• Corky Tale

Cork was developed as a bottle closure in the late 17th century, before that oil-infused rag was used. It was only after this that bottles were lain down for ageing and the bottle shapes slowly changed from short and bulbous to tall and slender.

  • Precious Soil

The soil of the famous Grand Cru vineyard “Clos de Vougeot” in Burgundy region is considered so precious that vineyard workers are required to scrape it from their shoes before they leave for home each night. Men and their idiosyncrasies!


So, next time you hold a wine drinking party drop in a few of these trivia and see the magic of conversation and debates unfold. But surely, let us know how it worked.

Categories: Tips

The Nine Hills Food & Wine Showcase 2012

September 10, 2012 Leave a comment

Friends, Nine Hills Wine is going places!

In the recent Nine Hills Food & Wine Showcase 2012, an elaborate sit-down-dinner attended by the crème de la crème at the Leela Palace, Bangalore, the top most chefs of the country showcased their culinary skills enhanced by the delicious wines from the cellars of Nine Hills Wines. Alok Chandra, covers the salient features of the remarkable evening hosted by Nine Hills Wines in his latest article in Business Standard.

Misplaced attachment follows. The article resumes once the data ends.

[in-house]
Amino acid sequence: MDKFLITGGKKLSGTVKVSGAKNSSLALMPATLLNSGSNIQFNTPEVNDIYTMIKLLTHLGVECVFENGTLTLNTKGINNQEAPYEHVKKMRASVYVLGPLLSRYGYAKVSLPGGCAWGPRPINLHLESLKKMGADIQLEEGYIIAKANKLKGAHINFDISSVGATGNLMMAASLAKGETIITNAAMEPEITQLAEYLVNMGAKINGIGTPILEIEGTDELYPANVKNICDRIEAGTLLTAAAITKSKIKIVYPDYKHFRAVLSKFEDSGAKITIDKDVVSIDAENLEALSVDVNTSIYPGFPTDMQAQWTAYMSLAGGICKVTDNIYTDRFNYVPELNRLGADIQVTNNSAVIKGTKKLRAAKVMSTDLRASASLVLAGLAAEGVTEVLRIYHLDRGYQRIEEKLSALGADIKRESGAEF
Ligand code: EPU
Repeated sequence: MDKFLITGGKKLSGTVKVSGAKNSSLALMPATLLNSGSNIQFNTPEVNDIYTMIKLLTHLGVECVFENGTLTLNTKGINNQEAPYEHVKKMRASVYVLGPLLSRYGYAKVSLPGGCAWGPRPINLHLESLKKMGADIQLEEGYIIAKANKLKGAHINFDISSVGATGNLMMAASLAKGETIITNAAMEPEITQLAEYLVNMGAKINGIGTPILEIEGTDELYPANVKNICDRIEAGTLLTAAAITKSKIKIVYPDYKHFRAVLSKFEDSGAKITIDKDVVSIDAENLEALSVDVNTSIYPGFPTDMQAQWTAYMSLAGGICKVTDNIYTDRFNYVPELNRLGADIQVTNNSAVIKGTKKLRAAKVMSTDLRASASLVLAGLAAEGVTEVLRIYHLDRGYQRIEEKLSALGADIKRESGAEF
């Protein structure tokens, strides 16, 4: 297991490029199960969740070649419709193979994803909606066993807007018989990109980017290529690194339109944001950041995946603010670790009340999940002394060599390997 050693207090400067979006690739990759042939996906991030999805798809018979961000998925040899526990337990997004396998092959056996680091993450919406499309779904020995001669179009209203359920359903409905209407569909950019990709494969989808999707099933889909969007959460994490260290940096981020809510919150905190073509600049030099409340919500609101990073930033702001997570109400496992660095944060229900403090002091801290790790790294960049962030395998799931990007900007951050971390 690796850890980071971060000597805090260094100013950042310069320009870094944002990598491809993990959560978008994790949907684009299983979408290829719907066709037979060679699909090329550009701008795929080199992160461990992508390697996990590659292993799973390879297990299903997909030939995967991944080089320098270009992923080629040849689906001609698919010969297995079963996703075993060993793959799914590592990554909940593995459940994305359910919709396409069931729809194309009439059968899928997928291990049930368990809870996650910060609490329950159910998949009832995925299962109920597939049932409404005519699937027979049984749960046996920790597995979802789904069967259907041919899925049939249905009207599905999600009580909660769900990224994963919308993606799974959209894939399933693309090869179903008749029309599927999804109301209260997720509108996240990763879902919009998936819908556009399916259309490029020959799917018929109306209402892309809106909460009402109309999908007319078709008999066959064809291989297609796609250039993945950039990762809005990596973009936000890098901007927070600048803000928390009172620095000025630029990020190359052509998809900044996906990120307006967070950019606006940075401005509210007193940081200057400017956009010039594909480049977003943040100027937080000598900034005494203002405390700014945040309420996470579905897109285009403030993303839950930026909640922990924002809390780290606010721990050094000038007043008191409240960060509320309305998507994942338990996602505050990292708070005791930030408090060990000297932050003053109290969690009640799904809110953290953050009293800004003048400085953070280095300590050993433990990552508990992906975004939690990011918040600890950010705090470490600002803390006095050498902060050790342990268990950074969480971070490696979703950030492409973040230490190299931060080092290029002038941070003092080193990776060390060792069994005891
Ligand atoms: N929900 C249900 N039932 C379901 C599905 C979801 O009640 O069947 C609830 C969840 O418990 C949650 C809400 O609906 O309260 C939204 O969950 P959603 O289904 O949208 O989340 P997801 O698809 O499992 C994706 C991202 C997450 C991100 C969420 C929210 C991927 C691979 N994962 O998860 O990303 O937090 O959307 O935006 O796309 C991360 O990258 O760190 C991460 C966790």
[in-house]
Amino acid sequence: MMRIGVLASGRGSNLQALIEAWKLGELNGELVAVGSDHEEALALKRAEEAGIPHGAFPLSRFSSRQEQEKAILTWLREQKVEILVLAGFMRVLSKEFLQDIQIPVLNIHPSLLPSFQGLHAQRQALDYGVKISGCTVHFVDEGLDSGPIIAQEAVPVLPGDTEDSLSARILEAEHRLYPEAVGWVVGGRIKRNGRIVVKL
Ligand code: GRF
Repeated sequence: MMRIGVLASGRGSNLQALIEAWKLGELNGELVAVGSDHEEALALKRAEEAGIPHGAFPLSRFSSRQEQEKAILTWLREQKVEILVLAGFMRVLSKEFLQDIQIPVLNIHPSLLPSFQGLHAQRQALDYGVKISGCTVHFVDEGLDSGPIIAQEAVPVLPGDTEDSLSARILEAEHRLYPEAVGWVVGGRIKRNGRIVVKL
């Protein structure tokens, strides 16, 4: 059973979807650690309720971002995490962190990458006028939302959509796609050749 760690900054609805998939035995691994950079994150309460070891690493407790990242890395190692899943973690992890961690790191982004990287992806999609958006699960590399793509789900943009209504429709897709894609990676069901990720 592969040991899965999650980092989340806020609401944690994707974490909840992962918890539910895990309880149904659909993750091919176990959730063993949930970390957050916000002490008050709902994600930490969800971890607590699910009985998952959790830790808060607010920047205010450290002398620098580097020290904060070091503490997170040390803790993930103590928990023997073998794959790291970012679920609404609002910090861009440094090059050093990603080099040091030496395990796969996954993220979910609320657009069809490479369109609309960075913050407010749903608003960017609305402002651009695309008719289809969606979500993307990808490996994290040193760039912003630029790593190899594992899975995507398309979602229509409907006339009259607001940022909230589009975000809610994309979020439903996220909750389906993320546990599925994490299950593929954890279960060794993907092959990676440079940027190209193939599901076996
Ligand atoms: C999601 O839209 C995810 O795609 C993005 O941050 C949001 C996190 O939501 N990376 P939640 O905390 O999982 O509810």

We have re-produced the entire article below for your benefit:

Wines to lift the spirits

Alok Chandra / Bangalore Sep 08, 2012, 00:23 IST

Food Lovers Bangalore Magazine recently undertook a four-month long effort to identify the best restaurants in Bangalore. Titled “The Nine Hills Food & Wine Showcase 2012”, it culminated last Saturday in a seven-course sit-down dinner for 175 people at the Leela Palace, Bangalore.

Nine Hills is, of course, the wine produced by Pernod Ricard India — which used to be Seagram India before the parent company was broken-up and sold off in 2000-01, mainly to the two largest spirit companies in the world, Diageo (Johnnie Walker, Smirnoff, Guinness) and Pernod Ricard (Chivas Regal, Absolut vodka, Jacob’s Creek wines).